The North Carolina Department of Justice has demanded HCA Healthcare hand over 41 sets of documents related to medical care at Asheville’s Mission Hospital as part of Attorney General Josh Stein’s escalating investigation into whether HCA is complying with the purchase agreement his office approved in 2019.
Stein sent a 14-page “Investigative Demand” on Friday to HCA Management Services in Raleigh and to Jason Ehrlinspiel, HCA’s senior litigation counsel in Nashville, requesting the documents by Nov. 9.
The investigative demand requests documents between Jan. 31, 2019 — the closing date of the $1.5 billion sale to HCA — through the present day. Twenty six of the 41 sets involve oncology-related information. The remainder pertain to patients who came to Mission but did not receive care, emergency services, canceled surgical procedures, complaints about sterilization of surgical equipment and more.
After Asheville Watchdog reached out to Mission for comment, hospital spokesperson Nancy Lindell said, “Once we have reviewed the document, we will respond appropriately.”
Though the DOJ has sent several letters this year to Mission and Gibbins Advisors, the Nashville-based company hired by Dogwood Trust to monitor whether HCA has honored the commitments it made as a condition of acquiring Mission, the investigative demand is the attorney general’s first legal move and the equivalent of a subpoena. The attorney general’s office’s power to investigate is partially undergirded by North Carolina law regarding monopolies, trusts, and consumer protection.
According to the law, the attorney general could take further legal action against HCA if it failed to provide the documents by the Nov. 9 deadline.
The letter requests Messino Cancer Center or the center’s Dr. Martin Palmeri provide communications, “Regarding Messino Cancer Center’s September 2023 determination that it could not safely provide complex hematological care at MISSION HOSPITAL,” a decision first reported by The Watchdog. It also requested the center or Palmeri provide communications “Regarding nurse staffing or nurse-to-patient ratios for complicated hematology patients at MISSION HOSPITAL.”
Palmeri told The Watchdog that he was “glad” to see the DOJ “taking a closer look at things.”
Concerns over departing oncologists — part of a larger trend that has seen hundreds of doctors leave Mission after the HCA takeover — surfaced earlier this year when Mission closed a cancer center pharmacy and began to lose the last of its medical oncologists.
In a June 20 letter to HCA North Carolina Division President Greg Lowe, the DOJ cited HCA’s drastic depletion in cancer services, consisting of one physician “where it once had as many as 14,” and threatened legal action if Mission did not “restaff the medical oncology department immediately.”
Lowe told the DOJ that five of six oncologists had left Mission medical oncology since 2020. In a letter to Stein in May, Lowe said the hospital was encountering “headwinds in hiring and retaining oncologists.”
Stein, who is running for governor in 2024, told The Watchdog in a recent interview that he had been investigating Mission since the beginning of 2023. He reiterated his investigation a few days later at an Asheville campaign stop.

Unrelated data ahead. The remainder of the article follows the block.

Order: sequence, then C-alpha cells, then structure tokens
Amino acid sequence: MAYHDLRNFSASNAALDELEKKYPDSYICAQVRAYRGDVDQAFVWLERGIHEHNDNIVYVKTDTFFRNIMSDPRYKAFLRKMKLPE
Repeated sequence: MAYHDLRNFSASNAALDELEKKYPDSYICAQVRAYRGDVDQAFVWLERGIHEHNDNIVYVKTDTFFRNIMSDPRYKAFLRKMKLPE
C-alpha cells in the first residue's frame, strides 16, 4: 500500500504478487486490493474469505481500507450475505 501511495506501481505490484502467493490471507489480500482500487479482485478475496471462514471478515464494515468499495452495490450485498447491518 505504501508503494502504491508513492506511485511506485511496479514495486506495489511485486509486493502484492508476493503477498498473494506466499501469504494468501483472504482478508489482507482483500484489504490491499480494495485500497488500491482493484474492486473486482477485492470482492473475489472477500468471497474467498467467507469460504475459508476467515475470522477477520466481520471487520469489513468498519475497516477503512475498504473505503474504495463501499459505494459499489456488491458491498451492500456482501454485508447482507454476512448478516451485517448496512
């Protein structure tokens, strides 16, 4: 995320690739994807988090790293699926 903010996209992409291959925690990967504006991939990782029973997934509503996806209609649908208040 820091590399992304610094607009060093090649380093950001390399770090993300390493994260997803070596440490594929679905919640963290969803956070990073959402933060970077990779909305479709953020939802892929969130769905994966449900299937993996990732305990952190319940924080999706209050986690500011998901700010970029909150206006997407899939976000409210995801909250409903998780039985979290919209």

In his interview with The Watchdog, he expressed frustration with HCA’s and Mission’s slow pace in providing information he had requested earlier. If Mission and HCA withheld data, “then we can make it a formal investigative demand, which is enforceable in court. Our hope is we don’t have to go there, and that they give us the information we need to determine what the situation actually is,” he said.
The investigative demand is signed by Stein and members of his staff, including Assistant General Counsel South Moore and Assistant Attorney General Llogan Walters, both of whom have signed multiple letters of concern to Mission and Gibbins.
DOJ spokesperson Nazneen Ahmed said, “I don’t have anything to add beyond what’s in the CID (Civil Investigative Demand).”
The DOJ action comes as Mission has faced public criticism from local doctors, including about 60 who have signed a letter condemning Mission and HCA for changes that “have gutted the heart and soul of our community healthcare system.” That letter was signed by former Mission board member Dr. Robert Kline and Dr. Michael Frisch, who was chief of staff during the sale. In an exclusive interview this week, Frisch told The Watchdog that “I truly felt like it was a moral injury to be working” for the hospital.
Editor’s note: This story has been updated from the initial breaking news version to include more detail about the investigative demand, comments from Dr. Martin Palmeri and Mission spokesperson Nancy Lindell, and additional background and context.
Asheville Watchdog is a nonprofit news team producing stories that matter to Asheville and Buncombe County. Andrew R. Jones is a Watchdog investigative reporter. Email firstname.lastname@example.org. To show your support for this vital public service please visit avlwatchdog.org/donate.